Huawei Drops Lawsuit Against US Commerce Department

Huawei’s USA subsidiary, Huawei Technologies USA Inc., has dropped a lawsuit it filed back in June against the US Commerce Department and several other US government agencies. The lawsuit was filed due to the US seizing some of Huawei’s telecom equipment back in September of 2017. The lawsuit has been consequently dropped after the US returned the equipment back to Huawei, which the Chinese telecom company views as an admission of the unlawful nature of the seizure.

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In a statement, Huawei said, “After a prolonged and unexplained seizure, Huawei has decided to drop the case after the US government returned the equipment, which Huawei views as a tacit admission that the seizure itself was unlawful and arbitrary.” Huawei continued, implying the US imposed sanctions against the company are also unwarranted, “This case was cited among a series of concerns the company recently enumerated with regard to inappropriate and unjustified actions against Huawei by the US government.”

Huawei maintains that the equipment seized in September 2017, which included computer servers, Ethernet switches, and other telecommunications gear, should have been “shipped back to China after commercial testing and certification at a laboratory in California in September 2017.” Huawei also begrudges the US Commerce Department for not specifying the exact nature of the alleged export violation.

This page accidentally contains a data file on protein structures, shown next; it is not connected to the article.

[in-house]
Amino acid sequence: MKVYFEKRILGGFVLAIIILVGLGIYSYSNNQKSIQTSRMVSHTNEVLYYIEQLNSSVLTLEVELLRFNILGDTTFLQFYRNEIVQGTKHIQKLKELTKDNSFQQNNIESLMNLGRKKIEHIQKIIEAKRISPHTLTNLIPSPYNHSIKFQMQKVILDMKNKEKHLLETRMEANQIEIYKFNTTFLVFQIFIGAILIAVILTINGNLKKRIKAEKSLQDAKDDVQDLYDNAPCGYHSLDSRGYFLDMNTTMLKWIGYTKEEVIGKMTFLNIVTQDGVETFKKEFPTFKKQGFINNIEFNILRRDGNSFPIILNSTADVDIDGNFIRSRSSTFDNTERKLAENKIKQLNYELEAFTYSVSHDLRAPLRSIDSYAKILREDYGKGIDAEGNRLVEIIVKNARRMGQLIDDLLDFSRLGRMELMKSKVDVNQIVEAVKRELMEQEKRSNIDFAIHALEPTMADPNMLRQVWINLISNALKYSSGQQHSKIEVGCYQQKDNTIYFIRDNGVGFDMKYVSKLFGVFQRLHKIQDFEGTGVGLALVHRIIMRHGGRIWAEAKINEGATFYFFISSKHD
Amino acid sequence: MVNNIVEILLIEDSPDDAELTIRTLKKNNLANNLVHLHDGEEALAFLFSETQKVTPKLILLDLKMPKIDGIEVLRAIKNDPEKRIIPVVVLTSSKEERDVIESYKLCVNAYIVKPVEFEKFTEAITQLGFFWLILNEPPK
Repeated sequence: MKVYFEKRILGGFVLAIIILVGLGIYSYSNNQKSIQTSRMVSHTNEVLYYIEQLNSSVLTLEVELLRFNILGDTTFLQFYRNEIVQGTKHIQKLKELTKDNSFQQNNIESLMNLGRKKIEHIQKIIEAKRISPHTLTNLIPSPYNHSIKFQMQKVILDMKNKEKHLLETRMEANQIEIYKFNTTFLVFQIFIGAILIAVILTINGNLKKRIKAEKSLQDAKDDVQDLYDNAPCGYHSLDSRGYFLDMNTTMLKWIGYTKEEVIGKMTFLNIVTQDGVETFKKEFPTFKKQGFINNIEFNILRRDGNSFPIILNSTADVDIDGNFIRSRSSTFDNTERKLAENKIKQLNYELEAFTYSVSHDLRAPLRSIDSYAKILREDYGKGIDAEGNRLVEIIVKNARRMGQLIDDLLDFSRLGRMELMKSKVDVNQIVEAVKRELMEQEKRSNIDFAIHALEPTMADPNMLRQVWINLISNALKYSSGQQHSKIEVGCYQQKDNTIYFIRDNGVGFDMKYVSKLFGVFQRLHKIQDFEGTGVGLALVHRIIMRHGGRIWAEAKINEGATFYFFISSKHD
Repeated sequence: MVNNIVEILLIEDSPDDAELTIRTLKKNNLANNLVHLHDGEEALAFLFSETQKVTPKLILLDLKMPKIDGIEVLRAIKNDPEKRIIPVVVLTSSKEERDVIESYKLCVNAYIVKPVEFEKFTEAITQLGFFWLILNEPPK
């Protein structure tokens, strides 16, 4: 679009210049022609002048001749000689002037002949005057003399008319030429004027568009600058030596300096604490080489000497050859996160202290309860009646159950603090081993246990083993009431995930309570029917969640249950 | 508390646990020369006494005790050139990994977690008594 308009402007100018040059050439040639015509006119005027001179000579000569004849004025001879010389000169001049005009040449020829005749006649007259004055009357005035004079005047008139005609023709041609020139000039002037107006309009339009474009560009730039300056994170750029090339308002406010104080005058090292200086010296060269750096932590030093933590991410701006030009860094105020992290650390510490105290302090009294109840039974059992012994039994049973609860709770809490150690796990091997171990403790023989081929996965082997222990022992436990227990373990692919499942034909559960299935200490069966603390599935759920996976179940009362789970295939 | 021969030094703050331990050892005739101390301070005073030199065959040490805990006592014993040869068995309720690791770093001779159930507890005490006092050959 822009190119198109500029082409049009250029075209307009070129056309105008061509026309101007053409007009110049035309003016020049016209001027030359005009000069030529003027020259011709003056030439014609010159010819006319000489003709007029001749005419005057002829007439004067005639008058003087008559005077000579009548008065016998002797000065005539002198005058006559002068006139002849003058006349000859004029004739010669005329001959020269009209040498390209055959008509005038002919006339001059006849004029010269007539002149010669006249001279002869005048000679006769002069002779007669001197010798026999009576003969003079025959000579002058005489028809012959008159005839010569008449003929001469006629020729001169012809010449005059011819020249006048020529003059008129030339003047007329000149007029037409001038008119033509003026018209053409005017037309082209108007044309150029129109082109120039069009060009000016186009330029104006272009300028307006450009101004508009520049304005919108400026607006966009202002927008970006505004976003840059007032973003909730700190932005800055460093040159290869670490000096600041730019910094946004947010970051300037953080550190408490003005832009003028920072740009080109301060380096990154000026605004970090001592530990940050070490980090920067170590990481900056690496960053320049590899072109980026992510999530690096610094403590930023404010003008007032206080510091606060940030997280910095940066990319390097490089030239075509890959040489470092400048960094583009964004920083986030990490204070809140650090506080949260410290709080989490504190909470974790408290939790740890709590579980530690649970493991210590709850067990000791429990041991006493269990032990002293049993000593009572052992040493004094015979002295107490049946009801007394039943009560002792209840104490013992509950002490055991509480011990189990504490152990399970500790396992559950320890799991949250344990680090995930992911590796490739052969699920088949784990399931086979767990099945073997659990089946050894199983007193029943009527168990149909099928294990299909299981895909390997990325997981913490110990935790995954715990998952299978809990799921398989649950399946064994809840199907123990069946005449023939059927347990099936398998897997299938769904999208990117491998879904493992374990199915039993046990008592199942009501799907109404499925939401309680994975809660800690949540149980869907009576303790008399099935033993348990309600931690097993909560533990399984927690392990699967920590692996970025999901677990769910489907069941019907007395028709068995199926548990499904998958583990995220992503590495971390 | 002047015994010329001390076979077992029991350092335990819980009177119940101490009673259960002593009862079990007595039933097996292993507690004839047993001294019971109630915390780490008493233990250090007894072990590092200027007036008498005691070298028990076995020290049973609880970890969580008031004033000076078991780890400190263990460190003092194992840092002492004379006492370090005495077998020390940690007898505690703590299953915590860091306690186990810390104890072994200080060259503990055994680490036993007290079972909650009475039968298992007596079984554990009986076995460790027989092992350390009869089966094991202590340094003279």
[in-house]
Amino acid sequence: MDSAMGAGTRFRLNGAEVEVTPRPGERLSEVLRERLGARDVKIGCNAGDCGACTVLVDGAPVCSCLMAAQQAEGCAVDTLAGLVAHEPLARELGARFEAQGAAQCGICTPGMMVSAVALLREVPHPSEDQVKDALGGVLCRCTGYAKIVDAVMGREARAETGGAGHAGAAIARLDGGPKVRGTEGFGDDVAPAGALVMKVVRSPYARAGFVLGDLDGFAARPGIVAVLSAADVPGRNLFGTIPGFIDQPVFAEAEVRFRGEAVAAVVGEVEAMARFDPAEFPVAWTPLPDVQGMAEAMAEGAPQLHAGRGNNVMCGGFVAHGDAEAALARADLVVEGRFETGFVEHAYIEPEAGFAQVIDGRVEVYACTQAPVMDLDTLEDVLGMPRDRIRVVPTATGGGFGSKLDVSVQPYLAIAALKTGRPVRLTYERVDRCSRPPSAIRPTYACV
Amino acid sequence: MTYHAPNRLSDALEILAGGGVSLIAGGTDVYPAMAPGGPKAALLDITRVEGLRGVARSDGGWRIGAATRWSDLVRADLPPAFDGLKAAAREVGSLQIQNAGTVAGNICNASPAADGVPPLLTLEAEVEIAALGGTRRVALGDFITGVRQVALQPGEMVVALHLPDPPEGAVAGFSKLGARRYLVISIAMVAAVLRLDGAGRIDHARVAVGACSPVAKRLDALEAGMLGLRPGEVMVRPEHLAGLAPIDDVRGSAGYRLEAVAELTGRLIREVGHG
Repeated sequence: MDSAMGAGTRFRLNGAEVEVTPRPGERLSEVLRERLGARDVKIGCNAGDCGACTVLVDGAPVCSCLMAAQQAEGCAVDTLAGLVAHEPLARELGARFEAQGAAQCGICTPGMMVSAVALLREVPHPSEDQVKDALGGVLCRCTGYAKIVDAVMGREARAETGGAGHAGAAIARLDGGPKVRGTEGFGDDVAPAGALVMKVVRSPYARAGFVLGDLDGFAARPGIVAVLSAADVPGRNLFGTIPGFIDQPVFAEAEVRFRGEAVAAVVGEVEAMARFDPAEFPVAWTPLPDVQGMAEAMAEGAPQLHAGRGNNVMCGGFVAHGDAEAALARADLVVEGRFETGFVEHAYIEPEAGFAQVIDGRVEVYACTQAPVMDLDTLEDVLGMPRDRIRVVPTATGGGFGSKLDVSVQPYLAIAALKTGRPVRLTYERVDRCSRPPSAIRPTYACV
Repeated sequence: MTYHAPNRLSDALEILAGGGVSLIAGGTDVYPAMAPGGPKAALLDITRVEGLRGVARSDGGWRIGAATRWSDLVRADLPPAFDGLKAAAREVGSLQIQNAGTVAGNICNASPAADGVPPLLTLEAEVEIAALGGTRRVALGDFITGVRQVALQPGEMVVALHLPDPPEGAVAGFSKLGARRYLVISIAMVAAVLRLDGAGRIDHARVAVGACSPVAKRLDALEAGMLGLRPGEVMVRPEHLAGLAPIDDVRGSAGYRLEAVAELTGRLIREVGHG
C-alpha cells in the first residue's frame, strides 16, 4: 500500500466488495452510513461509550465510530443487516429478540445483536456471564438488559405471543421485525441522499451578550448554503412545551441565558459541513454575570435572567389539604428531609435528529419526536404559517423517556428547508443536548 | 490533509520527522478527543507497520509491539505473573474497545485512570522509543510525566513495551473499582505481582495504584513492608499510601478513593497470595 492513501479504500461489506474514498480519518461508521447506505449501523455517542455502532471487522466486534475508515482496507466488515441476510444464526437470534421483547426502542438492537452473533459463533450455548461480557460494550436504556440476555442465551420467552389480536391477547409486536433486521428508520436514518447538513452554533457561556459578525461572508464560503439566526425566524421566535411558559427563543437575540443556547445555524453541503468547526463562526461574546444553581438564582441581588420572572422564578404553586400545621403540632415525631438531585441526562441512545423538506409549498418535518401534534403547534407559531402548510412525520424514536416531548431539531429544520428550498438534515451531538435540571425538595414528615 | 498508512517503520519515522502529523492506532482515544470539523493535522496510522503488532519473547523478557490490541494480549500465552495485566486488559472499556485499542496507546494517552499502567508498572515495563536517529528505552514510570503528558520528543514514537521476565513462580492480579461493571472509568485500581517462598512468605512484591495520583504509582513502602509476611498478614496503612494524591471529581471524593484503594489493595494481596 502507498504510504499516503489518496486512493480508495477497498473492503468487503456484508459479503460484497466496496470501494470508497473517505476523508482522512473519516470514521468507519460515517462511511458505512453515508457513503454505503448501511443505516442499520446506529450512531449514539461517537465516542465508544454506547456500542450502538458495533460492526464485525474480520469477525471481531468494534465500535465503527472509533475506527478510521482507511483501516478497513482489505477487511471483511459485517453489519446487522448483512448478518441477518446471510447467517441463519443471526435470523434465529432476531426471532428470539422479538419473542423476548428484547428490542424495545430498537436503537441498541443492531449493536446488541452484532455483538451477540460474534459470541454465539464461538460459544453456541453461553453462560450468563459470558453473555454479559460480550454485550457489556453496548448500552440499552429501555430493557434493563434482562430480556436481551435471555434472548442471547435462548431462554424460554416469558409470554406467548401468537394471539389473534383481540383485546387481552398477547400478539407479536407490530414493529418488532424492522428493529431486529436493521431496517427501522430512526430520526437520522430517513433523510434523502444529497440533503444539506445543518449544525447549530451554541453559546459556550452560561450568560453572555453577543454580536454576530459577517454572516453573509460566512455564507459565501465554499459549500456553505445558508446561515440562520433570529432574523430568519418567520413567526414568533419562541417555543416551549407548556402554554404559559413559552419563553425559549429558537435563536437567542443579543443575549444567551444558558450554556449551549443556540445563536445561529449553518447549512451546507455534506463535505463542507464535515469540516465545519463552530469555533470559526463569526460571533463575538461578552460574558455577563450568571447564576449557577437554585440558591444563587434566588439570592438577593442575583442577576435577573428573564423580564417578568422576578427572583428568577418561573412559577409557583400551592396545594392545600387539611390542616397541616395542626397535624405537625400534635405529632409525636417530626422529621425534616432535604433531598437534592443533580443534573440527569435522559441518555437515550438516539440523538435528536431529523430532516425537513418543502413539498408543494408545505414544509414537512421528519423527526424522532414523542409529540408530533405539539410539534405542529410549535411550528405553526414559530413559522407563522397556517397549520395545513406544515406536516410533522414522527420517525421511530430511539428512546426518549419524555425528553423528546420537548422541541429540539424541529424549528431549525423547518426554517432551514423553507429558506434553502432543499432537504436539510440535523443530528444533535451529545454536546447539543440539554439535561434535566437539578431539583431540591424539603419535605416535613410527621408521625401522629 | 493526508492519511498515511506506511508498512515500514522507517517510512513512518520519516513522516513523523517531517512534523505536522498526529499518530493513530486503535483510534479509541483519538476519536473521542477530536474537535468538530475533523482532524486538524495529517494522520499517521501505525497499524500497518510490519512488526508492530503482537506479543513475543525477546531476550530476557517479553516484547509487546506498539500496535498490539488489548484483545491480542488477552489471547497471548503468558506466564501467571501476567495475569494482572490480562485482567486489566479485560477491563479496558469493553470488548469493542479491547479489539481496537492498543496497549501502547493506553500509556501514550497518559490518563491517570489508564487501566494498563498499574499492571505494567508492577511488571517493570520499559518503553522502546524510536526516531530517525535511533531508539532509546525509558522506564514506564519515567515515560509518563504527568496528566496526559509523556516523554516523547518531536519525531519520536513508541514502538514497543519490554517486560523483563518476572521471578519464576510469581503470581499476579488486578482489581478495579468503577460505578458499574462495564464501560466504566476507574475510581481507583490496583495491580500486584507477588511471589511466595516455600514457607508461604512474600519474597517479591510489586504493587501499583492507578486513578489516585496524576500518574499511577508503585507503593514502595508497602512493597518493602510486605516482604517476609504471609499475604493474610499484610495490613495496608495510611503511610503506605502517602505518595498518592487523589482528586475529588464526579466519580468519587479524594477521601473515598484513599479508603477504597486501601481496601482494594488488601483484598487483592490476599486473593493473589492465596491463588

Huawei requested in writing for the US Commerce Department to explain fully why it detained the equipment in 2017, why it decided to release it now, and why it took almost two years to recognize that the equipment’s detention was not justified. The failure of the US to provide any explanation for the equipment seizure is what initially prompted the genesis of the lawsuit from Huawei.

Dr. Song Liuping, Huawei’s chief legal officer, commented, “Arbitrary and unlawful government actions like this – detaining property without cause or explanation – should serve as a cautionary tale for all companies doing normal business in the United States, and should be subject to legal constraints.”